Ken Griffin, whose hedge fund company Citadel Investment Group suffered its biggest loss in 18 years of business last year — to the tune of 55 percent — has turned conservative.
The 40-year-old investment titan, who began trading convertible bonds 22 years ago in his Harvard University dorm room, is moving away from those investments.
The two biggest funds in Citadel’s $13.5 billion firm are abandoning convertible bond and other relative value trades that require large borrowing and replacing them with trades based on fundamental research, Bloomberg reports.
At its peak in May 2008, Citadel borrowed nine times its net assets to create $145 billion in gross assets. That was triple the average leverage ratio of hedge funds in general, according to a report from JPMorgan Chase, as cited by Bloomberg.
The firm had to sell assets to shrink its debt.
“This was the first time in 20 years that we have played defense,” Griffin told Bloomberg.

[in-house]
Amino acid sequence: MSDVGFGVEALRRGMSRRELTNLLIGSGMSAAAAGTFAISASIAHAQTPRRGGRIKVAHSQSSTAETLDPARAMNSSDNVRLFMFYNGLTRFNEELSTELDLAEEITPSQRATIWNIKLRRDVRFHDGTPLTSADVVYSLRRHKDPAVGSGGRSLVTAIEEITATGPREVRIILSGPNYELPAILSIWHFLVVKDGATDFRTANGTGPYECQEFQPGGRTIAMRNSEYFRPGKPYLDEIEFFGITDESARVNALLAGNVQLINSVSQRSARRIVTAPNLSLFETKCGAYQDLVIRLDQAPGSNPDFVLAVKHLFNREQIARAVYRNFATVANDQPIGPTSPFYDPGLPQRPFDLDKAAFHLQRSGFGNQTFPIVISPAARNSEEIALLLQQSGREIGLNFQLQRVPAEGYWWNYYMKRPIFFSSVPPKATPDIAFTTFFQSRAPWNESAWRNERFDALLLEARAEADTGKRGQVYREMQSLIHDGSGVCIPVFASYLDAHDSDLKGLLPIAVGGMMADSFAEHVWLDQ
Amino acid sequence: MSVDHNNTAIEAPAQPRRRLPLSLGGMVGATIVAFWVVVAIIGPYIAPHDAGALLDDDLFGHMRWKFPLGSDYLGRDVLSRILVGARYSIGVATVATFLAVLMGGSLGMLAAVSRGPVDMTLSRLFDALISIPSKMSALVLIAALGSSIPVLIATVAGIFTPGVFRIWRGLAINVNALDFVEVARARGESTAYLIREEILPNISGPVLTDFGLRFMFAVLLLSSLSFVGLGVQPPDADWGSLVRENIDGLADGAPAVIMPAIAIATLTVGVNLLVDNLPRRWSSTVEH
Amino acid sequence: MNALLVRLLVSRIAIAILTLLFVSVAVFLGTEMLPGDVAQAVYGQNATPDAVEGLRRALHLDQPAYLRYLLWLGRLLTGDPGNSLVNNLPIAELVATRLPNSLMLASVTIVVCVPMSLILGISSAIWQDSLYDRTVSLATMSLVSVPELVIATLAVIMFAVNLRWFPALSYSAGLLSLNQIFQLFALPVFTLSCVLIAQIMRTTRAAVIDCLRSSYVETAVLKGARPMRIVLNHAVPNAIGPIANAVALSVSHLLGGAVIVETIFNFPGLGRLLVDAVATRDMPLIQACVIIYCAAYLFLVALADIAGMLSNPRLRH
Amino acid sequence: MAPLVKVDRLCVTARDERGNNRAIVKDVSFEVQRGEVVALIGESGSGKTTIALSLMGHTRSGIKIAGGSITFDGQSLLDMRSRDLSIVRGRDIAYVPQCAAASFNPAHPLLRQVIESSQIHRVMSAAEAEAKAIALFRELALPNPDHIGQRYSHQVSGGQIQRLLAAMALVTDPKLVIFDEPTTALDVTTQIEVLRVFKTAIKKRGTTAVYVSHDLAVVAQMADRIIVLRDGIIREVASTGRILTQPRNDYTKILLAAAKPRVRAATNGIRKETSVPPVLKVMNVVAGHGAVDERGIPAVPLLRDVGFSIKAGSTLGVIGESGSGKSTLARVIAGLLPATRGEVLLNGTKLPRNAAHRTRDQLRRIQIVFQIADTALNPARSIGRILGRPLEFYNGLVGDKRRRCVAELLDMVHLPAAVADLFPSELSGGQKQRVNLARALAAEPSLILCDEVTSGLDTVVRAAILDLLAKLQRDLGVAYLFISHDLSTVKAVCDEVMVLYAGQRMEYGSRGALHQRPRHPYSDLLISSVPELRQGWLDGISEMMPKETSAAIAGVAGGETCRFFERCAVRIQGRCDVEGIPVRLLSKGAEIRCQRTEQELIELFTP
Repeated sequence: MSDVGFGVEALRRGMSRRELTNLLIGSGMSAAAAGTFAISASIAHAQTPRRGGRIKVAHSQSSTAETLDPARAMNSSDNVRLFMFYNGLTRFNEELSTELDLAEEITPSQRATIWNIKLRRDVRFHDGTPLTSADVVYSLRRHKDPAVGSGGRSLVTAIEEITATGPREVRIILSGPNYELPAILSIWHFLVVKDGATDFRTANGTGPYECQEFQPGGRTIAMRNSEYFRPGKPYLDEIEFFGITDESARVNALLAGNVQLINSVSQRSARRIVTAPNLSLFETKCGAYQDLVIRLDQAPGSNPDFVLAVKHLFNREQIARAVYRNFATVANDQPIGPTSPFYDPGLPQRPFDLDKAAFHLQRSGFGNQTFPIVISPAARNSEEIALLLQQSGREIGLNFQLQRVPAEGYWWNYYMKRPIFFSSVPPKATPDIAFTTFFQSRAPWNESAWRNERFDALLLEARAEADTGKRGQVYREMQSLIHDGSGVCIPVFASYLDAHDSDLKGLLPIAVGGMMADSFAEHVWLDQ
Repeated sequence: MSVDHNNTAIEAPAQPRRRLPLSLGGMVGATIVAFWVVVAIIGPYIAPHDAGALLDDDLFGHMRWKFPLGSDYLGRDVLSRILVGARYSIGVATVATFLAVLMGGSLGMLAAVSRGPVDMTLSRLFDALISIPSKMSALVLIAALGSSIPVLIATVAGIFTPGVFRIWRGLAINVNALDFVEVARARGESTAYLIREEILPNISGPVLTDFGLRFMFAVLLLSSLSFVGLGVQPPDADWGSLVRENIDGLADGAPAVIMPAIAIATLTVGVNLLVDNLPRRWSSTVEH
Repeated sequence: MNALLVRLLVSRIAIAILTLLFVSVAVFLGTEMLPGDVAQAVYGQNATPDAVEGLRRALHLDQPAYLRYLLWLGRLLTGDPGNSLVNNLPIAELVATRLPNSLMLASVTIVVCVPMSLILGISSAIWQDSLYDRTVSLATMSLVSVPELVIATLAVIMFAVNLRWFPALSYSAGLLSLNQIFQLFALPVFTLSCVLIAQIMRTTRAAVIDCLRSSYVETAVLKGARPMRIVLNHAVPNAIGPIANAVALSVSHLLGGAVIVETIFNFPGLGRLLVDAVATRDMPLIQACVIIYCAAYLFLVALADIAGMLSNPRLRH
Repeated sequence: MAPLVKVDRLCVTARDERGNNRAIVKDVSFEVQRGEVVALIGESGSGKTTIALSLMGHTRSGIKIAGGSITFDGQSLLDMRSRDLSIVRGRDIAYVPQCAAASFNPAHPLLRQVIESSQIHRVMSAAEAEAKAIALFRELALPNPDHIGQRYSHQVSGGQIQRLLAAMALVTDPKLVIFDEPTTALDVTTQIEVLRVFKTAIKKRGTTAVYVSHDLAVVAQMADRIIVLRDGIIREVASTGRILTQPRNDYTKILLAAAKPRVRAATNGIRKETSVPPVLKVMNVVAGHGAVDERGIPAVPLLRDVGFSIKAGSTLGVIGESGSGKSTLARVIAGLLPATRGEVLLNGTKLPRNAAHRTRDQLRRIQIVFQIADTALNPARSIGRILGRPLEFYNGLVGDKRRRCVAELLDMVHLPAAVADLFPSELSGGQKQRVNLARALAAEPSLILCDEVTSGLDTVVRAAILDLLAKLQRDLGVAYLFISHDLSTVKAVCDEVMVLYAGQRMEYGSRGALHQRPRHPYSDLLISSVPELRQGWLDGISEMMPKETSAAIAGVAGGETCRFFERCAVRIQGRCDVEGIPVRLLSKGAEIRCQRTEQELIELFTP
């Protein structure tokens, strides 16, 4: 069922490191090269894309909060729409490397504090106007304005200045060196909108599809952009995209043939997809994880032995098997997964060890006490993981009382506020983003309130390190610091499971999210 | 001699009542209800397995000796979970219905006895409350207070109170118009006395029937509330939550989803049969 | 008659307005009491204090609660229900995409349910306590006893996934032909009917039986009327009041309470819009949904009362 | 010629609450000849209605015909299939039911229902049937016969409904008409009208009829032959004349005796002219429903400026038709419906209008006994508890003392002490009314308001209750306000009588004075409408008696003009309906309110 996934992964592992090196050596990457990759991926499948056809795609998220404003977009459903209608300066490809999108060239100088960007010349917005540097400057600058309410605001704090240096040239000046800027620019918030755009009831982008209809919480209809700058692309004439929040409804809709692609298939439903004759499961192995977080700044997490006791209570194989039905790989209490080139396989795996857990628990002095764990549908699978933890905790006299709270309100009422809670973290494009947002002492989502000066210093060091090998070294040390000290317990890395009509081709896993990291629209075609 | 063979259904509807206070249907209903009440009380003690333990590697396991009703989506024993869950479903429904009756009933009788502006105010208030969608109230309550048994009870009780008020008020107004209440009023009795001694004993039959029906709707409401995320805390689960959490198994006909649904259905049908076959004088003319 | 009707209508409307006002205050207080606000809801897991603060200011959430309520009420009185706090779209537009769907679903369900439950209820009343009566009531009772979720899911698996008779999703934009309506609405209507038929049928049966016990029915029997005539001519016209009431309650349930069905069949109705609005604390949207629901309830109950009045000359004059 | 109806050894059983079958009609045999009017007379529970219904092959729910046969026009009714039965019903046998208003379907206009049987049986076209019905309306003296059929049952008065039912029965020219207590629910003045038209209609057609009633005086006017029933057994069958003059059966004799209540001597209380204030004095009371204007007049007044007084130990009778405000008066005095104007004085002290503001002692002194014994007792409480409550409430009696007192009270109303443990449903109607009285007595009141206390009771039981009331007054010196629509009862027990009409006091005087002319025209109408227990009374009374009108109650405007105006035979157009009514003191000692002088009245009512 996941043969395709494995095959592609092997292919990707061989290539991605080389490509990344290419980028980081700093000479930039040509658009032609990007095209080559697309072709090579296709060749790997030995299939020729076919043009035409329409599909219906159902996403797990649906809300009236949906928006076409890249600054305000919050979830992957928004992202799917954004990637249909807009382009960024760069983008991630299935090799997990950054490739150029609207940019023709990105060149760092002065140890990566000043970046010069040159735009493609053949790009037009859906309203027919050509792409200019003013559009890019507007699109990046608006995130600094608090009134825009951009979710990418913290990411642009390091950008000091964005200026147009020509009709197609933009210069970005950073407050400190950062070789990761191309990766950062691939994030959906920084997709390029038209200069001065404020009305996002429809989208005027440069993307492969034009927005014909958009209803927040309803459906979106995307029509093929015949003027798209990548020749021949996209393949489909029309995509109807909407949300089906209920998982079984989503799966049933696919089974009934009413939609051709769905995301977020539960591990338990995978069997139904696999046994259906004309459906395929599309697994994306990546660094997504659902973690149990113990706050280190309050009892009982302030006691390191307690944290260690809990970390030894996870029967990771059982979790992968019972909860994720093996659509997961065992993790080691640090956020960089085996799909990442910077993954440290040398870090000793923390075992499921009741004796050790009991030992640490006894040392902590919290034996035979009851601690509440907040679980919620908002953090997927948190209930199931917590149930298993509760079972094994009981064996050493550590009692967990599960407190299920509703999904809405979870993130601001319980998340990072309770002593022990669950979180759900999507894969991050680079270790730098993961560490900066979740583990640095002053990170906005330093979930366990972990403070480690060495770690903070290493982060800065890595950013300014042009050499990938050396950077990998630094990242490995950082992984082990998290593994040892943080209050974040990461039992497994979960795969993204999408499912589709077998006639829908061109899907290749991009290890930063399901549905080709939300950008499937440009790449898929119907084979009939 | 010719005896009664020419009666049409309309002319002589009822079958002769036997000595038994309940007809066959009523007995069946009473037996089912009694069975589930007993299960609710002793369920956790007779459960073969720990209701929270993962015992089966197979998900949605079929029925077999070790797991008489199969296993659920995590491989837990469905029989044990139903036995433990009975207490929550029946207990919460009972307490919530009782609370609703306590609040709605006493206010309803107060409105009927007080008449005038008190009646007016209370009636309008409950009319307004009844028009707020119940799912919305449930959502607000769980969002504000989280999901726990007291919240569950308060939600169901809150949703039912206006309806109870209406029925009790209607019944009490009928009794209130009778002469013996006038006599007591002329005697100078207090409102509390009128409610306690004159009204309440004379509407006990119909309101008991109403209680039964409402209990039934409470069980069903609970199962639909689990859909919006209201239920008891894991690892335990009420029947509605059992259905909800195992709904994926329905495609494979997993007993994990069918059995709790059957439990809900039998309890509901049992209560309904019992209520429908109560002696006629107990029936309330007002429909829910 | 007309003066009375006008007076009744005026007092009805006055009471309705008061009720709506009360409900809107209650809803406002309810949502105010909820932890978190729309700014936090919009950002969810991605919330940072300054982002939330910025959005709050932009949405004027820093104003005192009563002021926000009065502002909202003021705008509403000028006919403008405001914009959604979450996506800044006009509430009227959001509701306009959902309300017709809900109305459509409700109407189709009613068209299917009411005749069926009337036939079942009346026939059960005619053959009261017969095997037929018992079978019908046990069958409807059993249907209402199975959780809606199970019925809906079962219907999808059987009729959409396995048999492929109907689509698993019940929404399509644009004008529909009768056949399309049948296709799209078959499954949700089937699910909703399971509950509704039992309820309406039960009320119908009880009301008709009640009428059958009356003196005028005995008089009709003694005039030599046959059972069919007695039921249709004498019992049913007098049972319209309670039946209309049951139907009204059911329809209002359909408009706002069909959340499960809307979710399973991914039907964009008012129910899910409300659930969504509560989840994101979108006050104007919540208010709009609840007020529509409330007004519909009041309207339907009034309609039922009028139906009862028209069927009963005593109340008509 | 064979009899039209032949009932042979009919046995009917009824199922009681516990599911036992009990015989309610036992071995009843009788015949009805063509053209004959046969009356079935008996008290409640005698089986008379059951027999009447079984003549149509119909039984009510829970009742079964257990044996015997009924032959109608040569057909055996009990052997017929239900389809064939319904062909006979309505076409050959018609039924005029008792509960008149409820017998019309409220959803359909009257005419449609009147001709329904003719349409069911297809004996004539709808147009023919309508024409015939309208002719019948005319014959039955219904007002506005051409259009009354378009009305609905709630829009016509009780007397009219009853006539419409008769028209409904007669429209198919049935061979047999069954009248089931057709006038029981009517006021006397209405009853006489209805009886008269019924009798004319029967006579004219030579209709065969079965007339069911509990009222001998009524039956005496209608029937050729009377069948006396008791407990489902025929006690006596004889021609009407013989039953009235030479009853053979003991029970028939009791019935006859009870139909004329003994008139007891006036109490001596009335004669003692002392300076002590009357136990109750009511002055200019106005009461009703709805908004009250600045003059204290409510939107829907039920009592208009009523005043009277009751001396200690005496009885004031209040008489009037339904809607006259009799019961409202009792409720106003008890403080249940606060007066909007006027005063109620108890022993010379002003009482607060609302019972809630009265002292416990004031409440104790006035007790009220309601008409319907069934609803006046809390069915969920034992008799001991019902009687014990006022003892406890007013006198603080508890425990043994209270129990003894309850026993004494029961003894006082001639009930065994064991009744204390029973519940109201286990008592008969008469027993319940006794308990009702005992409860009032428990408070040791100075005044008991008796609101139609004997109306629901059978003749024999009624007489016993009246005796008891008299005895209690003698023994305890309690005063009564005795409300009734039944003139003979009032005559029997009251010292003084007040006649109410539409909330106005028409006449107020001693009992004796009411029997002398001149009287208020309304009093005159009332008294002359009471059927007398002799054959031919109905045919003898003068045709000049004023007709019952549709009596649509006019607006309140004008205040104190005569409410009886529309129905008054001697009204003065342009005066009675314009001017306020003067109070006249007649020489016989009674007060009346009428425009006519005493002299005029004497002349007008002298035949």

“In other crises, we had enough firepower in reserve. We could be buyers.”
Now Griffin has changed Citadel’s business model. He has hired 70 people to operate a full-service investment bank, which he tells Bloomberg will compete with Goldman Sachs and Morgan Stanley.
Griffin may have picked the wrong time to abandon his convertible arbitrage strategy.
That category has returned 35.6 percent this year through August, according to the Credit Suisse/Tremont Hedge Fund Index. That’s the top performer of 10 different strategies.
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